Is crowd noise positive or negative?

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Matthew Scott, Staff Writer

   Have you ever had the feeling that you are deaf and cannot hear a single thing someone is saying? Like when going to a rock concert on a Friday night or driving by construction on the way home from work.  That same feeling you get can double in one night, and where is that you ask? Well, that would be an athletic event at a college field or arena.

   Have you ever been in Cameron Indoor Stadium where duke plays its home games or Death Valley at Clemson on a Saturday night? Places like those are so loud you cannot even hear yourself think. That is what home field advantage means to college sports, and it is everywhere you go. The players and Coach love it, and the fans get into it, so what about other people?

   Home field advantage is one of the biggest difference in who wins and who loses an important game. According to Critical Ink by Nicky Axmann, “Home court or home field advantage is a commonly held belief that is well supported by statistical evidence” (

   Take basketball for example. They build these arenas so small and compact that all the sound is in one area, and it creates the loudest building you will ever be in. Chesapeake energy arena where the Oklahoma City Thunder plays, is a perfect example of this. It is so small that a big game during playoffs makes it even harder to hear. It affects the game more than you think because a team gets on a run and the crowd gets loud; it can pump up the team and make them play better. Duke has 903 wins at home, compared to 188 losses, so that is a prime example of how this theory works.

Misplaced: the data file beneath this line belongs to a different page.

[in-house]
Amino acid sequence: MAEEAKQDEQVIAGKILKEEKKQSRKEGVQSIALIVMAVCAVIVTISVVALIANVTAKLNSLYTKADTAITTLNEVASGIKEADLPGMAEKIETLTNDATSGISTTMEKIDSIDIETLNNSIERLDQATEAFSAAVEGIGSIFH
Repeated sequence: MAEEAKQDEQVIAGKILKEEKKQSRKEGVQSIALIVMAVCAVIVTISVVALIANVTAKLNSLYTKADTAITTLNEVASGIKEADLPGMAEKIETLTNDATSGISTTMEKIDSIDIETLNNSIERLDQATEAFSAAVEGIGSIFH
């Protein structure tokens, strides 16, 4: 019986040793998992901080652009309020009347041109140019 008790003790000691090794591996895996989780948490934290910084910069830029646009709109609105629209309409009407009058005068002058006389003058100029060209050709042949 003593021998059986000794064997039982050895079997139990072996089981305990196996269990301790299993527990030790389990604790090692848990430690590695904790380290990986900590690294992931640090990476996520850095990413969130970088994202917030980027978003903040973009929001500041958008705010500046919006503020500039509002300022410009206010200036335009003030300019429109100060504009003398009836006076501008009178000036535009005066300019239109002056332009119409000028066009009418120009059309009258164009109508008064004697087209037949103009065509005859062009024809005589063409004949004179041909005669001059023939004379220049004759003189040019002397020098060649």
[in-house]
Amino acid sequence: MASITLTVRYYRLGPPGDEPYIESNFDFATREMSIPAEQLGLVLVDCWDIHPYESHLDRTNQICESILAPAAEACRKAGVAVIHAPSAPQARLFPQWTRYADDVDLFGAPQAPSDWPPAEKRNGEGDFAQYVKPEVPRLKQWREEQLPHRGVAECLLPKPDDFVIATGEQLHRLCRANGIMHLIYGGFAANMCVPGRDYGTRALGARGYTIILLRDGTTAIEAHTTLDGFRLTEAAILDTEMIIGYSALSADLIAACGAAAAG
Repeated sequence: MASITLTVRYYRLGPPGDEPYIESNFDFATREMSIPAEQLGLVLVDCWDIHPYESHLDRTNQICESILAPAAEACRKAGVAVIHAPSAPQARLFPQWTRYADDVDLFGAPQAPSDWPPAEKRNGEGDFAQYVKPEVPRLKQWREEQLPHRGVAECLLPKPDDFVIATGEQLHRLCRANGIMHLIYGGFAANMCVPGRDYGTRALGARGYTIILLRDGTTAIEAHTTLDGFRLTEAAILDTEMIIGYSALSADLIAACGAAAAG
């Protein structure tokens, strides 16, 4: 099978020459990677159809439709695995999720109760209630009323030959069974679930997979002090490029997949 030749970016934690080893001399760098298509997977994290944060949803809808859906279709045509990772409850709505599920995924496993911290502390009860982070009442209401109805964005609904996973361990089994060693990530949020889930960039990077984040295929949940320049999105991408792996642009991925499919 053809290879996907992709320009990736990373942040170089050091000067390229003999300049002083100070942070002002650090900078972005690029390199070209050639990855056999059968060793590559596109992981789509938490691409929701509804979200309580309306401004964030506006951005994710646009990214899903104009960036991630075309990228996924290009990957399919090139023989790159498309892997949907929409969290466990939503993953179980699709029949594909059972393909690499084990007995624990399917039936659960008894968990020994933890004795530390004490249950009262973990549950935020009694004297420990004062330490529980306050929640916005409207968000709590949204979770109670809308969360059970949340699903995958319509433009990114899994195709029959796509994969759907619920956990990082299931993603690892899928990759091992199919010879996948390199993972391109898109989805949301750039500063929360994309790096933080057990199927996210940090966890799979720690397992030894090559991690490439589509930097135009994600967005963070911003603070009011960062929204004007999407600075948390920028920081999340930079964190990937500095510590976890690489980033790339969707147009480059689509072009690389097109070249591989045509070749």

With all that noise, how do you expect a referee to make a correct call on the field, especially when you have fans booing so loud they cannot hear? An article in the Journal of the Royal Statistical Society says, “Descriptive statistics from our samples clearly show that home teams receive fewer yellow and red cards than away teams” ( That is the effect of crowd noise. At many soccer games, the subject of the article, crowd noise makes hearing impossible.

   So what goes through a referee or umpire’s mind when a quick play happens that is important to the game? This call will make or break a team, and the referee is in a hostile area. They cannot hear themselves think, so they rush and make the call, which has been significantly influenced by the noise of the crowd.

   “A large part of the regular season in many popular American sports involves playing for home field advantage in the playoffs” said Axmann. With fans screaming and yelling, the odds of losing decreases. So, get those fans going and win some games.